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April 12, 2012

Comments

I am very impressed. You're way ahead of me, as I apparently can only sew a straight line into cotton. A few weeks ago, I bought a really long, really 90s Laura Ashley seersucker dress at Goodwill and attempted to turn the skirt into a tablecloth. But no matter what I did, I couldn't keep the thread from bunching on the underside of the fabric. I adjusted the tension several times and tried not to stretch the fabric as I sewed, but it didn't work. I'm fed up to the point I've decided to buy no-sew hem tape.

Anyone want to give me remedial lessons on sewing straight lines?

My mom has always been a fantastic seamstress - like, I'll show her something in a store, she'll look over it, then go home and make it. It's made me extremely lazy - cause why should I learn? My MOM can do it so easily!!!

She made all my clothes and my sister's until we were in junior high and suddenly embarrassed to be in non brand name clothing. Except jeans - we always bought jeans.

But - I have resolved myself to learning now that I have a kid and want to be able to make her cute things. My mom's original sewing machine from 1979 is in a closet at their house just waiting for me to have more than 800sqft in my house to accommodate it and all the thread, bolts of fabric and notions :)

This is awesome! I got a sewing machine at my shower seven years ago and am only sort of good at straight lines. Better than I used to be, but I tend to use my sewing skills to fix things more than create. But last year when I was on maternity leave, I sewed a few pillowcase dresses for my daughter and it was a lot of fun. (I also had an easy baby, because while they are one-day projects, they are kind of intense projects.) I found that using the really light fabric was hard and showed mistakes pretty easily. But the more lineny fabric seemed to hang really nicely. Of course one was huge (and I hope will work for this year) and (two were kind of too small). Maybe, when the baby is older and not so "into" everything, I will try again!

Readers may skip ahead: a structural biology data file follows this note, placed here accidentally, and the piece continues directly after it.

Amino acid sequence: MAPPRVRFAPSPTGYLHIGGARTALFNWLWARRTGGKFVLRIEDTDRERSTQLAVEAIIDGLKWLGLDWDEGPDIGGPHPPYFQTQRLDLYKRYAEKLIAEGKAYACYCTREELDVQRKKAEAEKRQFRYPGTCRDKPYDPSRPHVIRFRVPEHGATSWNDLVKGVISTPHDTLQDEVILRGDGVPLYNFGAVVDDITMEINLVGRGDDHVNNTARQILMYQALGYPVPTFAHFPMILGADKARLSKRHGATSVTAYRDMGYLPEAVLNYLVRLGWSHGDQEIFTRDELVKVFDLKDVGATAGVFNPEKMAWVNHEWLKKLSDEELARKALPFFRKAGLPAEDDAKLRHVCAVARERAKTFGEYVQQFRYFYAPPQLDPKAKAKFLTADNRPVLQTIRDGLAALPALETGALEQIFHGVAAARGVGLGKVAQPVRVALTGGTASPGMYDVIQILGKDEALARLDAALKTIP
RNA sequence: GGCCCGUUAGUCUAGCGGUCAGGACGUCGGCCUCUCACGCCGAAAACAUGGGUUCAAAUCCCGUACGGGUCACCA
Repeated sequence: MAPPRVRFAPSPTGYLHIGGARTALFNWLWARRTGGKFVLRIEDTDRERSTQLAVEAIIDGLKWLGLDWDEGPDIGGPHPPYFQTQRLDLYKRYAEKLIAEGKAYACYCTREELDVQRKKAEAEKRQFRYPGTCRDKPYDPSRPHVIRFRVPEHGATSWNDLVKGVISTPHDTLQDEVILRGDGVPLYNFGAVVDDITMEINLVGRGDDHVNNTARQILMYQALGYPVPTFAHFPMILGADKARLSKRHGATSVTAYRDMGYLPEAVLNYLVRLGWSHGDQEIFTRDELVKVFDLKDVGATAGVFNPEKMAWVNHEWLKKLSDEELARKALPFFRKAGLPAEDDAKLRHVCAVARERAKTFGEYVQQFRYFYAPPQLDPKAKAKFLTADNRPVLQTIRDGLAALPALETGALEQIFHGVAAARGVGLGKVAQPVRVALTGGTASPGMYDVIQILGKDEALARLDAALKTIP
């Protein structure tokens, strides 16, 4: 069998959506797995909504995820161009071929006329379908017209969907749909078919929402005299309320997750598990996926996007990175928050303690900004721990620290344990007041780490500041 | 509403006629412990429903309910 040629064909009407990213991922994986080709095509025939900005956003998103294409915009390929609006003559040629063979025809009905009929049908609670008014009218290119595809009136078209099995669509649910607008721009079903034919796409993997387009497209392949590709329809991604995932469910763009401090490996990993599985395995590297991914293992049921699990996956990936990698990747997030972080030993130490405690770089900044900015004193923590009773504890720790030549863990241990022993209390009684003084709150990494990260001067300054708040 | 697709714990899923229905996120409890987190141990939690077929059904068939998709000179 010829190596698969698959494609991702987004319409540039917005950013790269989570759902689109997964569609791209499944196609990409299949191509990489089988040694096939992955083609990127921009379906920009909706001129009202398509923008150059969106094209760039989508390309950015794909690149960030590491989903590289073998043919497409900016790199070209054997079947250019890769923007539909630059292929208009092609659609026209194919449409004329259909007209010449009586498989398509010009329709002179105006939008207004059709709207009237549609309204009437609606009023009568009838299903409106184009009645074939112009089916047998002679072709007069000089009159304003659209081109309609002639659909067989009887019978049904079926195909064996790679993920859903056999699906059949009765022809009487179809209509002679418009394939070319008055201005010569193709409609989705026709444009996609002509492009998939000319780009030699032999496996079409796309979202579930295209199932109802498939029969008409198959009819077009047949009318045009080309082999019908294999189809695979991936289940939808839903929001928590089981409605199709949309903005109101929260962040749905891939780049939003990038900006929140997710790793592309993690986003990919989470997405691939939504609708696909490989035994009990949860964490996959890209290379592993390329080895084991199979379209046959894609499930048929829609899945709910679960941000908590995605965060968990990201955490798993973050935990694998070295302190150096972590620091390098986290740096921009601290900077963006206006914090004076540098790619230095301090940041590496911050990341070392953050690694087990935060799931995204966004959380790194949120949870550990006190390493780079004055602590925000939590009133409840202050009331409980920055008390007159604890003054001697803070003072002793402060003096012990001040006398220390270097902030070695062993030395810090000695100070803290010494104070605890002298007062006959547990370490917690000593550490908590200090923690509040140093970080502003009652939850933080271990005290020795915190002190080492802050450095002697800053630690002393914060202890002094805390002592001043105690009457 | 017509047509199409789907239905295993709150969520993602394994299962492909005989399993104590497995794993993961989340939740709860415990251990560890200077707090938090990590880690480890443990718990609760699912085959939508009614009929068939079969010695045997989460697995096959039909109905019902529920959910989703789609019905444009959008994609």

It was definitely neat to learn about garment construction and bias tape and all that!

I will gladly give you lessons. As a teen you weren't interested in sewing your own clothes. I think you learned to sew straight lines due to all the "baby sea bags" you sewed for the Navy Marine Corps Relief Society. Your first mistake was paying $7.00 for a pattern! You can find them on sale at Jo Ann's for $.99 or half price. My first experience sewing was in 7th grade Home Economics class. We made a half slip without a pattern. It was supposed to be the cheapest slip we ever owned. Not for my friend and me after we had to purchase yards of lace to coverup our mistake. We cut the fabric too short too...finished project was about12 inches. Mini skirts were popular back then, but it was waay short. Thinking of that mistake, you could "simply" add another layer to the bottom of your skirt to make it longer.

Your legs look amazing! My puffy pregnant cankles are jealous ;)